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Wednesday, May 19, 2004

Mexican Hospitals Complain of American Immigrants

The Brownsville Herald - Online Edition


Mexican hospitals complain of U.S. immigrants

By ANGELES NEGRETE LARES
The Brownsville Herald

MATAMOROS, 19 de mayo, 2004 — Bookkeepers at the Hospital General Alfredo Pumarejo have little hope of collecting the $380 bill left outstanding by a Houston man who was treated there weeks ago.

Hospital records show the man was taken to the Matamoros hospital after a car wreck that shattered his right leg.

The 43-year-old man was on his way to Monterrey when the accident happened.

Mexican surgeons put a rod in his leg and wired his broken jaw shut.

His hospital stay stretched over two weeks and included services and medications.

When he was well enough, the man left the hospital and skipped out on the nearly 4,000 peso account.

Mexican health providers have little or no resources to find the missing patient or collect for their services.

It’s not uncommon. Mexican hospitals absorb hundreds of thousands of dollars each year in unpaid medical bills owed by Mexican and U.S. patients that are considered “immigrants.”

U.S. hospitals claim billions in unpaid bills for treating undocumented immigrants and the indigent. In 2002, Brownsville Medical Center reported an average of $500,000 per month in unpaid services, attributed mostly to undocumented immigrants.

Like U.S. hospitals, Mexican hospitals do not require proof of citizenship or ability to pay in order to provide emergency treatment.

According to Matamoros General Hospital director Dr. Victor Garcia Fuentes, the immigrant and legal resident populations make up a growing client base that is filling emergency rooms in Matamoros but statistics are hard to keep.

“The number of U.S citizens and people from Brownsville is increasing rapidly, and we cannot say how many because we don’t ask them for their nationality, we’re not immigration officers,” Garcia said.



“If you asked any doctor here whether they’d like the U.S citizens to pay, the answer would be ‘yes’,” he said.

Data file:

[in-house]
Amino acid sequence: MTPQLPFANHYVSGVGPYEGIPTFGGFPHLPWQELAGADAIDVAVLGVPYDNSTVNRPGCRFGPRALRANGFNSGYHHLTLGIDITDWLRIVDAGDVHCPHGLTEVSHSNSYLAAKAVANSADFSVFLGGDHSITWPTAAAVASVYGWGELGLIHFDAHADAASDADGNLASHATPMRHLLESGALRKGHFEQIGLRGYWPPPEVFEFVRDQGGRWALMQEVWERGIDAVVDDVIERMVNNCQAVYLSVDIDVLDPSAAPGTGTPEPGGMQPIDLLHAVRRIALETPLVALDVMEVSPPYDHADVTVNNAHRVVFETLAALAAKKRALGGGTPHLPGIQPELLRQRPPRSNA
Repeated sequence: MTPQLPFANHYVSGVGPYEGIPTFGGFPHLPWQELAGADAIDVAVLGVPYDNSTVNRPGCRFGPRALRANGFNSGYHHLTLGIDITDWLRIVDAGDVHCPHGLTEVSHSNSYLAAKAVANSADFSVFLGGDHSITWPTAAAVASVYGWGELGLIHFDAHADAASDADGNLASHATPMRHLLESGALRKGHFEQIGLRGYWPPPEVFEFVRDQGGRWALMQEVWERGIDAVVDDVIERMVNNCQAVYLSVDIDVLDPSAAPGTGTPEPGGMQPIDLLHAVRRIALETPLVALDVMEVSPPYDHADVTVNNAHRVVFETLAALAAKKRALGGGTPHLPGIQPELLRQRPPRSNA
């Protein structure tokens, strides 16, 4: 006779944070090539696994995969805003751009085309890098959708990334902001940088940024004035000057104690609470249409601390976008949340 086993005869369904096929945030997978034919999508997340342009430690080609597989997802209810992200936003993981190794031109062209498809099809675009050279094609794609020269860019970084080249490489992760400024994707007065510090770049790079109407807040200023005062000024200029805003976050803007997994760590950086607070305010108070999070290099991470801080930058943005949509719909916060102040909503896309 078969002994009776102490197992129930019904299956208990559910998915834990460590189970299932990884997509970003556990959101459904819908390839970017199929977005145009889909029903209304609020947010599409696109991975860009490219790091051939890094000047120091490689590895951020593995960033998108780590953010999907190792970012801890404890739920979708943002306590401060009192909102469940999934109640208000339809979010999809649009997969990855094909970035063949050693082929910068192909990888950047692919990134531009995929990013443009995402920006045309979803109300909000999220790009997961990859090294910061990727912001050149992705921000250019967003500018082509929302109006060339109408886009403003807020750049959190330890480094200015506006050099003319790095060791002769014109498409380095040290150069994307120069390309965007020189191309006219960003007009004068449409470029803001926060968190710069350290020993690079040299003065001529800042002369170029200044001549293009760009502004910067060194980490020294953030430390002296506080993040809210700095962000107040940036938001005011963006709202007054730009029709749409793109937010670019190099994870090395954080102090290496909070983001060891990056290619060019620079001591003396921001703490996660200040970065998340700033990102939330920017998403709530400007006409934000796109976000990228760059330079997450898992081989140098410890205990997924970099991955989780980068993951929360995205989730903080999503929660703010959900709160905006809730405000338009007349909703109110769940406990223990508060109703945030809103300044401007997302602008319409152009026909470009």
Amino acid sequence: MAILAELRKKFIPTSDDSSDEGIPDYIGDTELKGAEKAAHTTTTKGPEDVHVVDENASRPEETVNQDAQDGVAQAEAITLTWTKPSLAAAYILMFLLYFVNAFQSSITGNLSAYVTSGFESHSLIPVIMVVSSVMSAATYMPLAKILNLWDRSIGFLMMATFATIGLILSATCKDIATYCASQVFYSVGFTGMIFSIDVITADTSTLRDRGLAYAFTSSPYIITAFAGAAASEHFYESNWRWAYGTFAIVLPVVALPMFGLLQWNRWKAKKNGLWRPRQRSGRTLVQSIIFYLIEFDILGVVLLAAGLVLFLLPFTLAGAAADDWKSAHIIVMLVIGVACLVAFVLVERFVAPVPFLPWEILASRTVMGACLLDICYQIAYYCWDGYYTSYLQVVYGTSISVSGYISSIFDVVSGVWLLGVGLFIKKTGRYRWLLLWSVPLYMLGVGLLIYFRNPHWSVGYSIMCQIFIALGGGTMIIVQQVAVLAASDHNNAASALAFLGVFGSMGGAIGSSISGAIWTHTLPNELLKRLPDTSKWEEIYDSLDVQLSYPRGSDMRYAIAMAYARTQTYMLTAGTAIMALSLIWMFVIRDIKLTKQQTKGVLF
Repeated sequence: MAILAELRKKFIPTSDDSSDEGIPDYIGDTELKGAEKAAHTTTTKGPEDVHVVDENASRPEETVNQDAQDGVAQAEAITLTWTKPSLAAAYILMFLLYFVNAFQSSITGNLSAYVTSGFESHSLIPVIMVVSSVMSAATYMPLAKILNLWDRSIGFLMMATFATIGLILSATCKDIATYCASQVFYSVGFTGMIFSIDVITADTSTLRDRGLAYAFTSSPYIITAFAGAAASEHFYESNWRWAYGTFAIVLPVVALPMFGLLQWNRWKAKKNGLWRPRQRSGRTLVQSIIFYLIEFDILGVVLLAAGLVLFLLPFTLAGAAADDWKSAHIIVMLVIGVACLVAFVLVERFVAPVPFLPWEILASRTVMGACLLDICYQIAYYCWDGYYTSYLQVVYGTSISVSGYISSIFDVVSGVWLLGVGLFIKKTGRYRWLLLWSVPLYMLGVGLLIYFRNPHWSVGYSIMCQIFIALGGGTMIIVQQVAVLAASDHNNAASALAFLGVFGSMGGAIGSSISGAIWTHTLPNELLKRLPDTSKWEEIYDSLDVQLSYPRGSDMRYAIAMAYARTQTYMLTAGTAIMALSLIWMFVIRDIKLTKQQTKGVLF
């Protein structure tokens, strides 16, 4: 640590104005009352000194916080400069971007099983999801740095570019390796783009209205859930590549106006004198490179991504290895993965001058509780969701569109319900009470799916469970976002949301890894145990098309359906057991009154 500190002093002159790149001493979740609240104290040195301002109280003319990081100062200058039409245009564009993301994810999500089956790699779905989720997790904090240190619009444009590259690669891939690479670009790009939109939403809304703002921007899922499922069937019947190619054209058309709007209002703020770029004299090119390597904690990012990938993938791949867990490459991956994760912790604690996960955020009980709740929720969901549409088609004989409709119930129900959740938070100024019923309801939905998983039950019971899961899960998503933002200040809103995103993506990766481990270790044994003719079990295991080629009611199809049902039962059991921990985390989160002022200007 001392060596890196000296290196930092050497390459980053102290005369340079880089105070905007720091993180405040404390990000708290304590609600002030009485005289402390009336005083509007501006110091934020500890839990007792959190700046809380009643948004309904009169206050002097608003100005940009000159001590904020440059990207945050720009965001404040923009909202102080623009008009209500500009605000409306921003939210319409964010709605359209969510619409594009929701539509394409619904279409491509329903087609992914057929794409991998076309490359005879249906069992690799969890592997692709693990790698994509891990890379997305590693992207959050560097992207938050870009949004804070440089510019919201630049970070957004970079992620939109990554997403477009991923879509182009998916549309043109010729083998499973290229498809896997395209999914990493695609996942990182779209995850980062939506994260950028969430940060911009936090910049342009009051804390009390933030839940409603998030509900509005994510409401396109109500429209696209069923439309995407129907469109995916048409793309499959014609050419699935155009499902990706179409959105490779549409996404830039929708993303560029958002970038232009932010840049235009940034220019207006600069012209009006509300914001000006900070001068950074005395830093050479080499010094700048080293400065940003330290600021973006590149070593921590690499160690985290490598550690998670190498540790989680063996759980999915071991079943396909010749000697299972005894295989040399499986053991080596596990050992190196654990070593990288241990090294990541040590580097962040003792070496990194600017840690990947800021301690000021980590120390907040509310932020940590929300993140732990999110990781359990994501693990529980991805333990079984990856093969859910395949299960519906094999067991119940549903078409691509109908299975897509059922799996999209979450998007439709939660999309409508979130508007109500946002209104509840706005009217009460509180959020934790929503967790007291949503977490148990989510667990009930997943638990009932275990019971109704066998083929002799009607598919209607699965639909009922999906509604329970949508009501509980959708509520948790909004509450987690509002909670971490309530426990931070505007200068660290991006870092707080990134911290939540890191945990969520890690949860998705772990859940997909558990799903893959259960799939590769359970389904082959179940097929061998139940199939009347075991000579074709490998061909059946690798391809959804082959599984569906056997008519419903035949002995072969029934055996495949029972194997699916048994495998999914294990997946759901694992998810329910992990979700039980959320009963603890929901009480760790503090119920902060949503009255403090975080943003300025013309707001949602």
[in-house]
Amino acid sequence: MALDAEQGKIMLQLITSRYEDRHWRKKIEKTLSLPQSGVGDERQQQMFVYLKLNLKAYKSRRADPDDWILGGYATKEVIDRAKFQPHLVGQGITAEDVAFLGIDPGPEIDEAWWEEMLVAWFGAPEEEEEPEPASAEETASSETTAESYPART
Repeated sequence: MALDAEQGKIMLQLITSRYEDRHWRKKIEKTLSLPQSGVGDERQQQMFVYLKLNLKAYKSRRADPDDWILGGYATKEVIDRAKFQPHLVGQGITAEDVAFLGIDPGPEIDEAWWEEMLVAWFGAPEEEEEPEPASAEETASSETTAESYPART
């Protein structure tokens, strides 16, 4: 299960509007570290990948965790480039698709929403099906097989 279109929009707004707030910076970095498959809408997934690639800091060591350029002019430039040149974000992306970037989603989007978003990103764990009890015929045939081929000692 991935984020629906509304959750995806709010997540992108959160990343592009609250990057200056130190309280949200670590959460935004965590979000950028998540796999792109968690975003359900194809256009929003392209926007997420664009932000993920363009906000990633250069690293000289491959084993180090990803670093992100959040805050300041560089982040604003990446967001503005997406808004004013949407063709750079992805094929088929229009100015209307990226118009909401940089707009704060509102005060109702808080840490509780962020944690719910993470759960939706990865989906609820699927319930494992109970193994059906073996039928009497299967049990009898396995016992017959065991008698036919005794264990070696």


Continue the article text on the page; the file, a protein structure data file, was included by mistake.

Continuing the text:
Tamaulipas Health officials said Matamoros and Valle Hermoso hospitals care for about 165,000 patients each year, of them 163,613 were uninsured in 2002.

Rising health care and prescription costs in the United States make cheaper services and products in Mexico appealing to U.S. residents, especially the uninsured, Garcia said. The draw means more financial risk for Mexican facilities.

Garcia concedes that quality — of facilities and services — fall short of U.S. standards but said that full effort is given to treating every patient.

“Maybe we don’t have the same quality when compared with the U.S. hospitals but we can tell you that we’re a modest hospital that meets a medical demand for emergency to surgical attention,” he said.

Officials at the hospital said they receive about $330,000 from the State of Tamaulipas every year to help pay for indigent care.

“Fifty percent of this money is for medicines, among others things,” said Sandra Armendariz, a hospital social worker.

“Sometimes the low-income families are exempt from paying the hospital for the medical services that we provide for them,” she said.

Armendariz said the hospital can not force people to pay and have no way to bill them. Detaining them at the facility is also not an option.

“We cannot do that, because is against the law,” she said. “If we try to retain a patient in our facilities it will be considered a kidnapping.”


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